Single Review: Tragic – ‘Dishonoured Gentleman’

Spokespeople for a frustrated generation, Northampton punk trio, Tragic, are a band exceedingly comfortable in discussing the uncomfortable. The Mic’s Ed-in-Chief Olivia Stock delves beneath the angst-ridden bedlam of new single Dishonoured Gentleman to unveil an unapologetic bombardment on fragile masculinity, and a band set for punk’s big leagues.

A corrosive East Mids trio with world domination on their minds, Tragic have catapulted into 2021 with a raging inferno in their belly and a new bassist in tow. The result is perhaps the mob’s most accomplished single to date, Dishonoured Gentleman – a track that pushes hard at the band’s own boundaries, while sounding so firmly rooted and comfortable in its own skin. Hailing from Northampton, the band have been crafting their breed of thrashy, nihilistic noise-punk since 2018. Bored of the music they were listening to and playing at the time, Cameron Godfrey and Lewis O’Grady channelled their new-found adulation with punk culture into a plucky new project. A live debut at backstreet boozer, the Garibaldi Hotel, had the newly-come trio hooked, and the rest was sweet history.

Dishonoured Gentleman, the trio’s fourth single, sees the band hone their songwriting into a neat and tidy (if highly abrasive) package. Packed with heaps of their rough-and-ready charisma and inspired by the inequalities of modern day, it is an exorcism of furious energy at a time when it's sorely needed, served up raw and ungarnished. “Tears, they’re just tears/ but I’m holding them back in fear that someone’s gonna judge me/ Look down on me,” Godfrey seethes, arrestingly self-aware. Whilst the track shows the mob’s penchant for all things heavy, it does so with a Pixies-like sense of nuance, the thrashy bits cleverly threaded with moments of anguish and introspection. This is much more than just three teens jamming in a garage.

Beneath the corduroy and cigarettes are a band desperately committed to earnest songwriting.’

Like many acts right now, Tragic are trying to navigate the odd predicament of making and performing music during lockdown. Though live shows with East Mids heroes BLOOD-VISIONS and King Purple have seen them cultivate a small but mighty fan base, a mangled 2020 has incited a period of hefty metamorphosis. Formerly of Leicester riff-raff, Barracuda, bassist Bryan Walker joined the band in July of 2020, and lends his buzzy riffage on Dishonoured Gentleman. When fused with Godfrey’s yelpy delivery and the thunderous cymbals of Lewis O’Grady, the track awakens memories of a rock underground that emanated danger from the fringes of society as much as it dared listeners to wander off the well-lit avenues of the pop charts.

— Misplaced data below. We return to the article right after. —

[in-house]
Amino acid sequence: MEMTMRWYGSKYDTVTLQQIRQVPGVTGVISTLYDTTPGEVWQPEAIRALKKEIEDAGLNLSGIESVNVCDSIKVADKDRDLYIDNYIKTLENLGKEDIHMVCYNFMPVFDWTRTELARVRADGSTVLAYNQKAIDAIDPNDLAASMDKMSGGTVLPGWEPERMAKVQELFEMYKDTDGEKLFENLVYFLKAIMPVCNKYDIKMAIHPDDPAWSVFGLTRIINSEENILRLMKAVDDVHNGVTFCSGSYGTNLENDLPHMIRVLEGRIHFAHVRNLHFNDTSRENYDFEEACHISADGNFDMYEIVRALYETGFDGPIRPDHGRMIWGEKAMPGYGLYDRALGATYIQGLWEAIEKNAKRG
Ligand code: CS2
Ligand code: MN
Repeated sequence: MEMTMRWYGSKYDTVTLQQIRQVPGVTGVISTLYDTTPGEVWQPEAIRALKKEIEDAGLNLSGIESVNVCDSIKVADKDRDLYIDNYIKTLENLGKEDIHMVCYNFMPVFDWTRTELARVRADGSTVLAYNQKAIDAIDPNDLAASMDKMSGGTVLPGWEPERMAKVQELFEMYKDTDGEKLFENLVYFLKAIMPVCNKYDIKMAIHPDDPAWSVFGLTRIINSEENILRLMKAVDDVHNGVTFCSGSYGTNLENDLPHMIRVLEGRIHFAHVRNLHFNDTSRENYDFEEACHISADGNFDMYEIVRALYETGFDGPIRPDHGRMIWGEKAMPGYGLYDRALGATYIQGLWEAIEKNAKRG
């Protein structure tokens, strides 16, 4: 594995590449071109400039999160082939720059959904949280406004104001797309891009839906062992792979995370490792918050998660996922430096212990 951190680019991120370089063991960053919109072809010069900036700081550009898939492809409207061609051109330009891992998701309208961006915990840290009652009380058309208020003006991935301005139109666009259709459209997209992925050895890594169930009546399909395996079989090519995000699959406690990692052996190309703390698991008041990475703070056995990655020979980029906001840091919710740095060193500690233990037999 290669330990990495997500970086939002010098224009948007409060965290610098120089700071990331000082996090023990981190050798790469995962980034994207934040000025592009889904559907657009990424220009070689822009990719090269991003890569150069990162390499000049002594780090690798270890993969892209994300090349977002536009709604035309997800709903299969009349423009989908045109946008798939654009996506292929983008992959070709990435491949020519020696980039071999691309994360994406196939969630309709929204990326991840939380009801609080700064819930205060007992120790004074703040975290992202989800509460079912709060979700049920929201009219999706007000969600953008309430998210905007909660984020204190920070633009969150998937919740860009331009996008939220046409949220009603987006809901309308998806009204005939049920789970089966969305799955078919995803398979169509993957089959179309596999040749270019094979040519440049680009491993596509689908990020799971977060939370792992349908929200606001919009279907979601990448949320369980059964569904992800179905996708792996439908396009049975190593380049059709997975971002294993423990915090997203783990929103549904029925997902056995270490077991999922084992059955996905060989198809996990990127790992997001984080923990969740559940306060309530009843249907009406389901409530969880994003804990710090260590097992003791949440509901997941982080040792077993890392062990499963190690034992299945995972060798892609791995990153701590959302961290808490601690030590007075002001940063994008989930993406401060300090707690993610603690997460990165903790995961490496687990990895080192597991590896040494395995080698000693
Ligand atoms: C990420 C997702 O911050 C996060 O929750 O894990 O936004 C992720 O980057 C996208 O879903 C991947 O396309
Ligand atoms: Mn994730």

With influences like Meat Wave and Metz, it’s no wonder the band ooze this kind of boisterous, swampy spirit. As it coils and gnashes through various guises, Dishonoured Gentleman could be an off-cut from Strange Peace (2017). There’s a particular brand of no-nonsense songwriting, however, that sets this trio apart from their contemporaries; a frankness and fury that could only come from a millennial outfit. This is punk with a contemporary, acerbic bite. Amidst bristling guitars, Godfrey’s pleads of “I know it’s all been said before/ and preaching love is turning into a chore,” become rallies of a disillusioned youth – and what’s more punk than that.

Expertly crafted, Dishonoured Gentleman is an abrasive, DIY triumph. Beneath the corduroy and cigarettes are a band desperately committed to earnest songwriting, and from Godfrey’s Northants garage, they have managed to craft a track that perfectly fuses homegrown grit with topicality. Despite the song anchoring in the same formula that longtime fans will be familiar with, it achieves a new kind of amplitude that proves Tragic are only interested in refining and pushing their sound forward. Though 2021 may have taken the band’s name a smidge literally, the year looks set to be the young punk’s most corrosive to date. You’d be a fool to miss it.

Pre-save Dishonoured Gentleman here. The single will be available on all major streaming sites from January 16th.

Written by: Olivia Stock

Edited by: Louise Dugan

Images courtesy of Tragic.